2. Data Substitution: Placeholders correspond to column names in the CSV file. During QR code generation, QR Factory automatically substitutes these placeholders with actual data from the respective columns.

Example: - For columns FirstName, LastName, and OutputSize in a CSV file, and a row containing the values Bob, Munroe, and 2000, the resulting file name for the QR code will be Bob Munroe (2000px).


Center Icon

The center icon enhances the QR code by allowing the incorporation of a distinct visual element. This can be a logo, any graphic file, or a selection from the SF Symbol library provided by the operating system. The parameters guide the customization of the icon's appearance, including size, placement, and the addition of an optional border to align with visual identity or branding requirements.


Using a File

The center icon can be chosen from a local file or a URL for a hosted file. To do so, the IconFilePath column will be used to set the file path, ensuring the icon is displayed properly at the center of the QR code. This approach provides flexibility in sourcing the icon while maintaining its clarity and integration within the QR code's design.

Column Name Value
IconPath For the image to use for the center icon, the path needs to be specified for where QR Factory should load it from. It's now possible to use either a local file, or a web URL for the icon path. Here's how to use either one:

Absolute File Path (macOS):
This is the full path to the file. For a quick ay to retrieve it, in the Finder, right-click the icon file, press the Option key, and select "Copy [filename] as Pathname" to obtain the full path. Ex: for a file on the Desktop, it would look like this: "/Users/macuser/Desktop/Logo.png".

Relative File Path (iPadOS & macOS):
This is the path relative to the chosen center icons folder (Step 3 when generating multiple QR codes).
- If the icon file is in the chosen folder (but not a subfolder), just use the filename, like "logo.png".
- If it's in a subfolder, specify the path relative to the chosen folder, starting with the subfolder name. For example if the subfolder name is "Templates", then the relative path may look something like this: "Templates/Icons/logo.png".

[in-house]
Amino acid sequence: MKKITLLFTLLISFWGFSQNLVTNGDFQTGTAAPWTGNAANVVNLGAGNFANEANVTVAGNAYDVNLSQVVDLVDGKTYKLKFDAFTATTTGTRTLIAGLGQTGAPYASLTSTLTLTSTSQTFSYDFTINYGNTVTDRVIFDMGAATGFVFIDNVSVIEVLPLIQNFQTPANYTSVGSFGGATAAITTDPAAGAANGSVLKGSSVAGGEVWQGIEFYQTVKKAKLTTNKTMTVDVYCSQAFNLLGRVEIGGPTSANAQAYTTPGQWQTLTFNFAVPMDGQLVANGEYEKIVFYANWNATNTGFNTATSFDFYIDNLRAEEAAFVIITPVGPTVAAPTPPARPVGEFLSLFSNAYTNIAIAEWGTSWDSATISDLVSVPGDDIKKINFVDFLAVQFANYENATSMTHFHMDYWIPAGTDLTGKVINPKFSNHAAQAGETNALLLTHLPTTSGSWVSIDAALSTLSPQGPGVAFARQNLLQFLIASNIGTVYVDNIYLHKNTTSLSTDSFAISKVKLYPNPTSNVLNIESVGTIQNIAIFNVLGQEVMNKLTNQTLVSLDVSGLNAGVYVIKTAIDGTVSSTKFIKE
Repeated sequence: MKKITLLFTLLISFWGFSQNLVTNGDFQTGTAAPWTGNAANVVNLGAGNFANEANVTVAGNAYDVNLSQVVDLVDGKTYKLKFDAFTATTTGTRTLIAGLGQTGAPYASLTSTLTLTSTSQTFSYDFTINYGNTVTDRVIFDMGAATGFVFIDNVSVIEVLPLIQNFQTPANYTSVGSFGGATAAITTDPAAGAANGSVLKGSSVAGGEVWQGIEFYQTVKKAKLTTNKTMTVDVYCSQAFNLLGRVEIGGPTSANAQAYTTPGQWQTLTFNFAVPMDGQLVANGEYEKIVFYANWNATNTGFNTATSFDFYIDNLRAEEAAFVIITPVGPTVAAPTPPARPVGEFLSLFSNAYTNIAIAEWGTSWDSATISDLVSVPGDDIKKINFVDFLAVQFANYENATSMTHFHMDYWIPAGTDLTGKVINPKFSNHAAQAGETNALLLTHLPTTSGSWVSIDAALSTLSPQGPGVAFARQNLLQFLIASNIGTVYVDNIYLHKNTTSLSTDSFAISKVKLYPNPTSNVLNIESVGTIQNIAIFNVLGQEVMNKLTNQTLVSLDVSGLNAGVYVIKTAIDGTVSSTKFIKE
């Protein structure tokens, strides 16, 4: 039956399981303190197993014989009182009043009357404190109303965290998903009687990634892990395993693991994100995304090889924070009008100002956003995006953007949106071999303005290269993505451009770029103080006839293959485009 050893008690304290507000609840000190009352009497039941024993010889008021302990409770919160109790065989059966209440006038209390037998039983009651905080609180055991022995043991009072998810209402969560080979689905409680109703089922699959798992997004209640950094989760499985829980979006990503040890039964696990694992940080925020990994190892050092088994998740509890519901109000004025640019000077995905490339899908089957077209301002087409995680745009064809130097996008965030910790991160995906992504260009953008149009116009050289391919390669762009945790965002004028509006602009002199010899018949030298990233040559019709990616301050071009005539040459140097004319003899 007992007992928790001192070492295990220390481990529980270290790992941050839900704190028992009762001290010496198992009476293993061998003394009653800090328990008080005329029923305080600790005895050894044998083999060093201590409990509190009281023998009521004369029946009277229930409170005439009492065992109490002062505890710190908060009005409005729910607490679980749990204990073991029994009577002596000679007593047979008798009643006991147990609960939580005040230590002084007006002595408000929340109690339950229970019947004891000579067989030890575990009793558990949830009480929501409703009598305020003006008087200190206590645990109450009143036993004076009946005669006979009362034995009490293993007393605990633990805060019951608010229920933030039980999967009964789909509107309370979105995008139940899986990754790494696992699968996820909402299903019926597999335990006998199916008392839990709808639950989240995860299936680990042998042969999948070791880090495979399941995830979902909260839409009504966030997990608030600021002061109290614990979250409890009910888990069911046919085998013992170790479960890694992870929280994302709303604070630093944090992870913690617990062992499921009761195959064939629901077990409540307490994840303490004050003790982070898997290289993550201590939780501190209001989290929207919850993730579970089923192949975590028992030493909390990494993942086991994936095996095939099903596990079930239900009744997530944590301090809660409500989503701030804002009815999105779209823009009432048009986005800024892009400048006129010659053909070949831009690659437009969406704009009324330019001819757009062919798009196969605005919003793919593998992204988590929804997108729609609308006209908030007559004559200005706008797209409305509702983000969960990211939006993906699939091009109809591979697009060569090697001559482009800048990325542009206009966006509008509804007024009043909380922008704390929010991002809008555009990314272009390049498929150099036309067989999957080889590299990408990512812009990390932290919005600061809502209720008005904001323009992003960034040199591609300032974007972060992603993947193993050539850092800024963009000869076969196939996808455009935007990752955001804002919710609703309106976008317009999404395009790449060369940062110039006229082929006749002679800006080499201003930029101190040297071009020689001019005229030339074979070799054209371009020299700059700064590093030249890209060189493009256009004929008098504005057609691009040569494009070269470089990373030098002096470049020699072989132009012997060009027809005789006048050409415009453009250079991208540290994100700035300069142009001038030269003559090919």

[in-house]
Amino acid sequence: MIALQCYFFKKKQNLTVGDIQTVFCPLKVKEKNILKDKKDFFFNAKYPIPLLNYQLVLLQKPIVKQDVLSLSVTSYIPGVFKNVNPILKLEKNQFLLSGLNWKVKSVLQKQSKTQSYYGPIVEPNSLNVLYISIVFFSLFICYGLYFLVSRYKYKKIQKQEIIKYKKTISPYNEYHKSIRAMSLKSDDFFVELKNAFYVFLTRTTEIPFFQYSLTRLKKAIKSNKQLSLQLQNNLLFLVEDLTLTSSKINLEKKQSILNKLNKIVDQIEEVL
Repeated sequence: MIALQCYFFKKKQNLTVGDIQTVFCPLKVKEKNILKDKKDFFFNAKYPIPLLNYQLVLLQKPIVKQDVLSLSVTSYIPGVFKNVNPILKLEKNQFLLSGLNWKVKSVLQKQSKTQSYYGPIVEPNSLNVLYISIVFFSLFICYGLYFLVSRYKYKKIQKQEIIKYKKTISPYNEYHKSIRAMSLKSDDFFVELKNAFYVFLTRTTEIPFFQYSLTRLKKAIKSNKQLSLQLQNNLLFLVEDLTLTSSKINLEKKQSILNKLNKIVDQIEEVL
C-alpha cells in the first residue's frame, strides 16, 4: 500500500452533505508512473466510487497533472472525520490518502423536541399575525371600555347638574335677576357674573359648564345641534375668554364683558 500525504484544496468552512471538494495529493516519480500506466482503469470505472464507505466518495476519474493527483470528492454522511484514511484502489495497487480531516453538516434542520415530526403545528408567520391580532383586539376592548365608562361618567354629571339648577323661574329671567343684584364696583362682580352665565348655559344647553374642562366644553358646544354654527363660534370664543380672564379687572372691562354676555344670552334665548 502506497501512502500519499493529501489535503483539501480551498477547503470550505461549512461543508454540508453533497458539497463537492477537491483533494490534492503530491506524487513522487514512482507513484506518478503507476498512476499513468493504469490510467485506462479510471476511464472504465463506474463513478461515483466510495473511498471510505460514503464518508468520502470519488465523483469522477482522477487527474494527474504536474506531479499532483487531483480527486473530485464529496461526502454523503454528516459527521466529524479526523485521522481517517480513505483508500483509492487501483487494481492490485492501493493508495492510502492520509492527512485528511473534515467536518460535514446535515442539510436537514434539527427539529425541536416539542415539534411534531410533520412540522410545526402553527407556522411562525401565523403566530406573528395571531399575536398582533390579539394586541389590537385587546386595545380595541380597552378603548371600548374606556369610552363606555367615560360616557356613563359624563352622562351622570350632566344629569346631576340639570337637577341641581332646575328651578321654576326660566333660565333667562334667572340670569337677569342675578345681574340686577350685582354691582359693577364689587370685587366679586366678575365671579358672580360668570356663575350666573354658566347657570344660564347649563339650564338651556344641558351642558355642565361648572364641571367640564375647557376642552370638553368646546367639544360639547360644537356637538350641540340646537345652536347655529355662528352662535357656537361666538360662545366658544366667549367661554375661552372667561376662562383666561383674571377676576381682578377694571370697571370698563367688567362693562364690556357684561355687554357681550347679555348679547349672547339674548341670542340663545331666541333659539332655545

Web URL Path:
Simply provide the complete web URL for the icon path, like

Using a SF Symbol

Starting with QR Factory 3.4.0, it is now possible to choose a symbol from SF Symbols, a library of high-quality, vector-based icons provided by macOS and iPadOS, for the center icon. SF Symbols are designed to be highly scalable and customizable, allowing for adjustments in rendering, coloring, and sizing. Just like with custom file icons, all standard customization options such as positioning and optional border enhancements are available, ensuring that the symbols integrate seamlessly and maintain aesthetic consistency within the QR code.

Stacks Image 59992
It is highly recommended to utilize the IconAutoScale setting and configure it to 'Yes' when using SF Symbols as the center icon. This ensures that the symbol is appropriately scaled to fit within the QR code, maintaining optimal readability and aesthetic balance.
Column Name Value
IconSymbolName Specifies the name of the SF Symbol to be used as the center icon, such as '' or 'macwindow.on.rectangle'. Users should select from the continuously expanding library of vector-based icons included with each macOS and iPadOS version.

Note that selecting a symbol introduced in a newer version (e.g., macOS 14) may lead to compatibility issues if the QRD file is opened on devices running older versions of the OS, as these symbols may not be available.